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LGBTI’s in the US less likely to have jobs or health insurance – study

LGBTI’s in the US less likely to have jobs or health insurance – study

LGBTI people in the US are less likely to have a job or access to health insurance than their heterosexual peers.

They’re also more likely to have poorer health and a lower quality of life, according to the results published in online journal BMJ Open.

‘Previous research has shown that nearly half of all sexual minorities experience employment discrimination in their lifetime,’ said lead author Brittany Charlton, an assistant professor at Harvard University’s T.H. Chan School of Public Health in Boston. ‘[This] can lead to disparities in health insurance coverage, and ultimately to health-related quality of life’.

An Apple a day: Some US firms, like Apple, are proud to support LGBTI staff. Photo: @Tim_Cook Twitter

Sexual inequalities in healthcare system for LGBTI people

‘Our findings highlight the ubiquity of sexual orientation inequalities in the employment and healthcare systems.’

Earlier research compared cohabiting straight and same-sex couples. This found that LGBTIs were more likely to be out of work and uninsured than their straight counterparts. Charlton and her colleagues wanted to see if those findings held up in a broader sample, Reuters reported.

So researchers analyzed responses from nearly 10,000 participants aged 18-32 years taking part in an ongoing study that began in 1996. Some were only nine years old when the study started.

Researchers collected information about sexual identity and orientation in annual surveys. They also collected information on health-related quality of life. Participants rated their mobility, self-care, capacity for routine activities, levels of pain and discomfort and anxiety and depression.

In a 2013 follow-up survey, Charlton’s team found that LGBTIs were about twice as likely to have been unemployed and uninsured over the prior year then their straight peers. They were also more likely to report poorer health and quality of life.

Overall, 7.5% were unemployed or not working due to illness or disability, while 5% were uninsured. A significant 38% lacked access to a routine physical health exam.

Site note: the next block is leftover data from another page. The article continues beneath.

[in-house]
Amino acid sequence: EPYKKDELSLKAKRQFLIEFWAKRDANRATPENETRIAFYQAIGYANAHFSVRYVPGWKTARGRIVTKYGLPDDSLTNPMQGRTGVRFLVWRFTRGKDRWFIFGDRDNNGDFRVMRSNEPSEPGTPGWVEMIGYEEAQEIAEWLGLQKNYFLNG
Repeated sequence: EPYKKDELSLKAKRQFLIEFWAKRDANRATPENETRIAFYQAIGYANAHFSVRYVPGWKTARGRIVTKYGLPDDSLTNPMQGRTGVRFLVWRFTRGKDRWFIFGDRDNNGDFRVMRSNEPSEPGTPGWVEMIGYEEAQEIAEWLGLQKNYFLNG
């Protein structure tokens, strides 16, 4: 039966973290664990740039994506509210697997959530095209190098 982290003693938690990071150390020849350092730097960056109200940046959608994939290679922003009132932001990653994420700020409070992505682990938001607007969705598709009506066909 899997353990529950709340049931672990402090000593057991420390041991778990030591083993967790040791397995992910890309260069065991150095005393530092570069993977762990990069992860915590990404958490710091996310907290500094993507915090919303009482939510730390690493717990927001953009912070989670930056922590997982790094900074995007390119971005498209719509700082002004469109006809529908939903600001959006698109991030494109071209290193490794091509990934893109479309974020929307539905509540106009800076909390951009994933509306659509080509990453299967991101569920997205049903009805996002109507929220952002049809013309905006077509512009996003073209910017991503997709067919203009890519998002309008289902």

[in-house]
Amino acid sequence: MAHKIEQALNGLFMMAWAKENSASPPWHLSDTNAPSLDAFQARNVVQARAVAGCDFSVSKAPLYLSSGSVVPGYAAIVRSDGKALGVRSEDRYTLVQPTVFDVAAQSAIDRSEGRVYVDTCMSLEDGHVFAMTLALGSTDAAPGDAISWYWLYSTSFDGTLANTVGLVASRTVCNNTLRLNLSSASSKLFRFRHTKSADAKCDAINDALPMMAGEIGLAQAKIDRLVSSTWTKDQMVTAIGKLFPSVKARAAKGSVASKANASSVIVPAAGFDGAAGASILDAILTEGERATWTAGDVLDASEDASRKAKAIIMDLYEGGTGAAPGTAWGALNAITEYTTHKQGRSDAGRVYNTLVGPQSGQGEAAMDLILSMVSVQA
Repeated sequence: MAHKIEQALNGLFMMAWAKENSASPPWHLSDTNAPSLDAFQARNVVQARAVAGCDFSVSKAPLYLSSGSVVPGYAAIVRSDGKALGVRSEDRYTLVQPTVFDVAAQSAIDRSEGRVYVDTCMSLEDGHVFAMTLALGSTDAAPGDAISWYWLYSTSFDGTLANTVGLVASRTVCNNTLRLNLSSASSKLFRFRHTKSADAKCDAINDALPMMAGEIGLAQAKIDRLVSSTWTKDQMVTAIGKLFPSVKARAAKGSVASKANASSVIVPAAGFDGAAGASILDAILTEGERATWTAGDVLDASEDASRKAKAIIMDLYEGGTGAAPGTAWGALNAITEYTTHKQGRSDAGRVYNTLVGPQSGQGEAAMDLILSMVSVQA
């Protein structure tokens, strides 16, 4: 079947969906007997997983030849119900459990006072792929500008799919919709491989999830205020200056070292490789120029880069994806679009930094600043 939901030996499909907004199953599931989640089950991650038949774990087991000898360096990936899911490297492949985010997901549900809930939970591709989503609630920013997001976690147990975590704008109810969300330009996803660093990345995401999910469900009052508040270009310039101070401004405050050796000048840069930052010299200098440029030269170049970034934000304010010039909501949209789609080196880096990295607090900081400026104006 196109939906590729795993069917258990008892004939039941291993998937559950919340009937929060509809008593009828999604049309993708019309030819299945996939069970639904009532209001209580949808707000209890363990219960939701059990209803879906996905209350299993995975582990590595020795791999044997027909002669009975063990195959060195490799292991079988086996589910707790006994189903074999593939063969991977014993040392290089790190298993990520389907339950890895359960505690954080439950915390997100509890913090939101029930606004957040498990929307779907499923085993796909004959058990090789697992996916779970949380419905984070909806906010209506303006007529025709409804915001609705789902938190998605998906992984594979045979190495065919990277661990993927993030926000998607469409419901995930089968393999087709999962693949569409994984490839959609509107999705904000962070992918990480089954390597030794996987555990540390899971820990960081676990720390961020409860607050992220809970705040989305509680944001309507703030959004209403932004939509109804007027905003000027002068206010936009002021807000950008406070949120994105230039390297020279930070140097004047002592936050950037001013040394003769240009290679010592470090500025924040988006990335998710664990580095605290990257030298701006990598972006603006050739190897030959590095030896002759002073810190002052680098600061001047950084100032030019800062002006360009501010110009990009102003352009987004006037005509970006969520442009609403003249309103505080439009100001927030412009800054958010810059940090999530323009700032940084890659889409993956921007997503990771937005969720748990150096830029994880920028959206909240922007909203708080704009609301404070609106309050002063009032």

Bisexual women more nearly four times as likely to be uninsured

Bisexual women four times less likely to have insurance, study finds.

But for bisexual women, the odds of being uninsured were nearly four times those of straight counterparts, the study found. Gay men were 50% more likely to be unemployed due to illness or disability and gay women were 84% more likely.

Charlton suspects the situation could be even worse than her data show.

‘Most of the study participants were white and their families had middle-to-high household incomes,’ Reuters reported her as saying.

‘It is striking that these sexual orientation disparities are pervasive among participants who predominantly hold high social status. Given that, we may have underestimated levels of unemployment, being uninsured, and having poor health-related quality of life.’

Charlton believes the solution lies in new legislation, Reuters reported.

‘Until all people, regardless of sexual orientation, are treated equally in the eyes of the law…sexual orientation-related disparities will persist,’ she said.

The new research highlights the disparities faced by the LGBTI community, said William Padula, an assistant professor at the Johns Hopkins Bloomberg School of Public Health in Baltimore, Maryland.

Long term consequences of lack of investment

‘[B]y not investing in people’s primary up-front health care needs, we end up paying more for the long-term consequences,’ Reuters quoted him as saying.

Another issue, Padula said, is that healthcare plans often don’t offer the kinds of care needed specifically by LGBT patients.

‘Most employer-based healthcare plans are cookie cutter plans, meaning they are the same for everybody,” he said. “People in the LGBT community may need a little more, especially those who are transgender.’

In the end, investments in healthcare can pay off with greater productivity, Padula said.

‘Healthcare needs can be very distracting,’ he noted. ‘For example, if you’re a transgender person worried about how you’re going to pay for hormone replacement therapy, or for surgery, or for mental health needs, it can be very distracting. If an employer invested an extra $1,000 in that person’s premium, they might get $10,000 in increased productivity.’

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